In 1914, that category included all Austrian artillery – even the heavier pieces could not engage targets with indirect fire. Therefore, in the game the Austrian player never has to deal with what the earlier game termed “off-board artillery.” Every Austrian artillery unit is there on the board, and so are most of the Russian ones. This has the added benefit of terrifically speeding game play.

To better reflect Austrian tactical doctrine of 1914, the Austrian player has the option of forming storm columns, stacking three rifle companies together in a hex (usually only two are allowed) with an appropriate leader and charging the enemy, accepting the likelihood of higher casualties for the chance to inflict greater damage on the defenders in close combat.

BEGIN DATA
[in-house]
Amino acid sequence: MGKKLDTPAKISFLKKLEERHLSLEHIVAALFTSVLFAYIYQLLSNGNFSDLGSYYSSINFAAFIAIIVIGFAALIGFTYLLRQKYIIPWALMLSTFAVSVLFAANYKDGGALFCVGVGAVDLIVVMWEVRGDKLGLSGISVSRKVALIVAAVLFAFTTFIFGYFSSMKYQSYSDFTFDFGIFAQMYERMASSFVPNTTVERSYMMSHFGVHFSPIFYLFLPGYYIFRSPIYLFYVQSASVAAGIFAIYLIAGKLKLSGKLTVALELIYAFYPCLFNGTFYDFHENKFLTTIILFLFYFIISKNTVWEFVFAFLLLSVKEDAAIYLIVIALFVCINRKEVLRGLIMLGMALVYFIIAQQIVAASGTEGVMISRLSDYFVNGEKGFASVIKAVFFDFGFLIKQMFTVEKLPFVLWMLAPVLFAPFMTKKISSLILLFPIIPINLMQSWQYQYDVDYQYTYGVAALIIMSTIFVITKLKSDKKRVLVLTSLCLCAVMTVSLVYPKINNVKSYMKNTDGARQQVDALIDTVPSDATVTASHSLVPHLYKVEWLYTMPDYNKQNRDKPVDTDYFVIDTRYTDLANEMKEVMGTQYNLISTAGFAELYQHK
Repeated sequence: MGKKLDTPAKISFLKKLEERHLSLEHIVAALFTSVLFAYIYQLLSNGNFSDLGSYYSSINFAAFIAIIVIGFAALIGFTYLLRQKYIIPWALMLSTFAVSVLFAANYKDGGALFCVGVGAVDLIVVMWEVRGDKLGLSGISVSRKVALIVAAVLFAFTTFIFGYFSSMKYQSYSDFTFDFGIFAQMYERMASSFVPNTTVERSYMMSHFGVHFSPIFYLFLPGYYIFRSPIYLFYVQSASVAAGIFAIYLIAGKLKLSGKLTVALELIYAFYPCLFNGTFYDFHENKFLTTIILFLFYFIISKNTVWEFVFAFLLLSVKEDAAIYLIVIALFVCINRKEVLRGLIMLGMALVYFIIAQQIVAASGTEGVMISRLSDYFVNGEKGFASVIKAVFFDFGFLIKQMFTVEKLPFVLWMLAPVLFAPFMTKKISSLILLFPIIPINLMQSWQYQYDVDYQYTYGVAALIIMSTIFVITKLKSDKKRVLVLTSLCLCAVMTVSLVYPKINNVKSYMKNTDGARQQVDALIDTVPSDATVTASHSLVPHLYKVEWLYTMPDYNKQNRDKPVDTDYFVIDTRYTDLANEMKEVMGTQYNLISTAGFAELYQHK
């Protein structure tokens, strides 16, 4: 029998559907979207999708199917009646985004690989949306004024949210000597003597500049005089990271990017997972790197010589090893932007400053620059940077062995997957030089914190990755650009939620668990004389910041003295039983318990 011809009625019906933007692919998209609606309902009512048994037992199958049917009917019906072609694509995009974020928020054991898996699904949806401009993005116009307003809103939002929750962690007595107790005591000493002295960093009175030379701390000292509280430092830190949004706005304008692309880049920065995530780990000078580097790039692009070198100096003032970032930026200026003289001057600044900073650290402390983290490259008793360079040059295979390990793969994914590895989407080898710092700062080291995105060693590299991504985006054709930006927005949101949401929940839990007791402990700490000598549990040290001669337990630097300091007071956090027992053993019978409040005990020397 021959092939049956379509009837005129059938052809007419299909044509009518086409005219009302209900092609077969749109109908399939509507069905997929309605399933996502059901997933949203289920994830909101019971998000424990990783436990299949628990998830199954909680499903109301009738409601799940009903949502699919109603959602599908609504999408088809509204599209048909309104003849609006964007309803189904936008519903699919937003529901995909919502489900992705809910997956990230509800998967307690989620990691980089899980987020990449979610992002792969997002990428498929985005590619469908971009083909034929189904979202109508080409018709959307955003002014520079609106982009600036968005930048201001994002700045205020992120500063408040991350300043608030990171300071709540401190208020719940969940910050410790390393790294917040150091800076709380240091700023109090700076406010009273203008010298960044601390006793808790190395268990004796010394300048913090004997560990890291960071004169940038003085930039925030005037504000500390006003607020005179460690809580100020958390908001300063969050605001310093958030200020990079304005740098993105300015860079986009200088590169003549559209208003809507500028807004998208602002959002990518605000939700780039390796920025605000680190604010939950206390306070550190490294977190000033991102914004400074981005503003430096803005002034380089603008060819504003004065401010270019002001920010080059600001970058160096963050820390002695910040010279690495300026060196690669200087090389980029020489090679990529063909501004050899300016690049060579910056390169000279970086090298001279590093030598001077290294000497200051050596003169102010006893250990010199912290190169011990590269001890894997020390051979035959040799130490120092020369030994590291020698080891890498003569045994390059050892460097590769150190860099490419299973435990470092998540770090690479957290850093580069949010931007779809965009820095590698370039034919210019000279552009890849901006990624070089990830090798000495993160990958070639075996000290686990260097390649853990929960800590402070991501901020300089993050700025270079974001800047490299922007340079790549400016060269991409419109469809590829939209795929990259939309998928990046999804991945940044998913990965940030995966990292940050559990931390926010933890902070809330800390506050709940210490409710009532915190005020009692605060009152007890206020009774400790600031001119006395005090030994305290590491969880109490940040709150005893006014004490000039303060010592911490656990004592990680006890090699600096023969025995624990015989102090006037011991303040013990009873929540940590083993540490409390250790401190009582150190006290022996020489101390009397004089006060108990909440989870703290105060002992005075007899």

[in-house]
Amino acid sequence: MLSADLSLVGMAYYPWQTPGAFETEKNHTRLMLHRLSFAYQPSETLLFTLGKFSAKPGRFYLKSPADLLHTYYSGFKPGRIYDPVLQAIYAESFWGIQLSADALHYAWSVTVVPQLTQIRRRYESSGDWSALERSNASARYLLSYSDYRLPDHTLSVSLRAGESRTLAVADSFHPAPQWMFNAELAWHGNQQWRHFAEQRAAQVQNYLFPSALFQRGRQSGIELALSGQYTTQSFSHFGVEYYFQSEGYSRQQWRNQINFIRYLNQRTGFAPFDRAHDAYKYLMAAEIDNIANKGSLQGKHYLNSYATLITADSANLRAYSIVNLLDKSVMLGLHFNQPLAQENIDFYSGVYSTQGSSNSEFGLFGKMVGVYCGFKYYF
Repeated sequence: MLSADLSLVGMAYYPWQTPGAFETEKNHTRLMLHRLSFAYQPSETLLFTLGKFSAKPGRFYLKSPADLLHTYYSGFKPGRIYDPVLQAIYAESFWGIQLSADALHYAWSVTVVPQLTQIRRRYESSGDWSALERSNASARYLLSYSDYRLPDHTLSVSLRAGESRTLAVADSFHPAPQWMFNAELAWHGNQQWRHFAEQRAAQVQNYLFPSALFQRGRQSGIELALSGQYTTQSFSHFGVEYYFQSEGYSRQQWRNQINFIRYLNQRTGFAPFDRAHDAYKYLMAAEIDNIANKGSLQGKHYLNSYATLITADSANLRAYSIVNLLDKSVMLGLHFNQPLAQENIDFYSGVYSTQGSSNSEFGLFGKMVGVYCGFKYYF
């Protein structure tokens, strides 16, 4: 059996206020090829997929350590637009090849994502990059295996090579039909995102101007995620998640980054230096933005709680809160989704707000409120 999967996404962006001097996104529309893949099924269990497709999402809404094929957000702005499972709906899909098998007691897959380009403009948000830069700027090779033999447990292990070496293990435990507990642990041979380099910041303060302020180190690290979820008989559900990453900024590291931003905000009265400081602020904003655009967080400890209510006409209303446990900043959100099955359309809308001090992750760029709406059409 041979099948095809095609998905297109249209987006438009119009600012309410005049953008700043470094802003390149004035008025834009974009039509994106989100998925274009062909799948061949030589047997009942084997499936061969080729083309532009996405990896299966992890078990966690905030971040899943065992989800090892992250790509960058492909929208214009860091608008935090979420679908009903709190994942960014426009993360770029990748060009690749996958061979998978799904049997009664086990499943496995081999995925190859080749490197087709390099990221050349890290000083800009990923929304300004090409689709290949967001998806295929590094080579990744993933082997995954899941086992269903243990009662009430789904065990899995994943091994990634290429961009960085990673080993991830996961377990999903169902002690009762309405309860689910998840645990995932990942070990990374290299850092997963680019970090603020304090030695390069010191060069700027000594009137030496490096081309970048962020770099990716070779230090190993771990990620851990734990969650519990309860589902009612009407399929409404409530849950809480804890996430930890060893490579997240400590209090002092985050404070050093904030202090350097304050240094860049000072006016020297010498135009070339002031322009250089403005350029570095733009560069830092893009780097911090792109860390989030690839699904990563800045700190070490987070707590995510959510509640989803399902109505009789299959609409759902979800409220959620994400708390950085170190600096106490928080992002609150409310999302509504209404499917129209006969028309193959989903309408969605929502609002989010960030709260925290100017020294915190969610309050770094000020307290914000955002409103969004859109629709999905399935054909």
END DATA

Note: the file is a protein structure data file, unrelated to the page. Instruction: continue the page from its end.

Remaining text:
Those are the most noticeable differences between August 1914 and Fall of Empires; though there have been a few years between the release of the two games I wanted to keep Fall of Empires easily playable (at least to those familiar with our tactical games). When you keep a game design on the table for years, it's tempting to keep adding stuff to it. But in this “golden age of wargaming” when most titles are admired far more than they are played, I wanted people to play my game. And that meant making it no more difficult than August 1914, and easier wherever possible.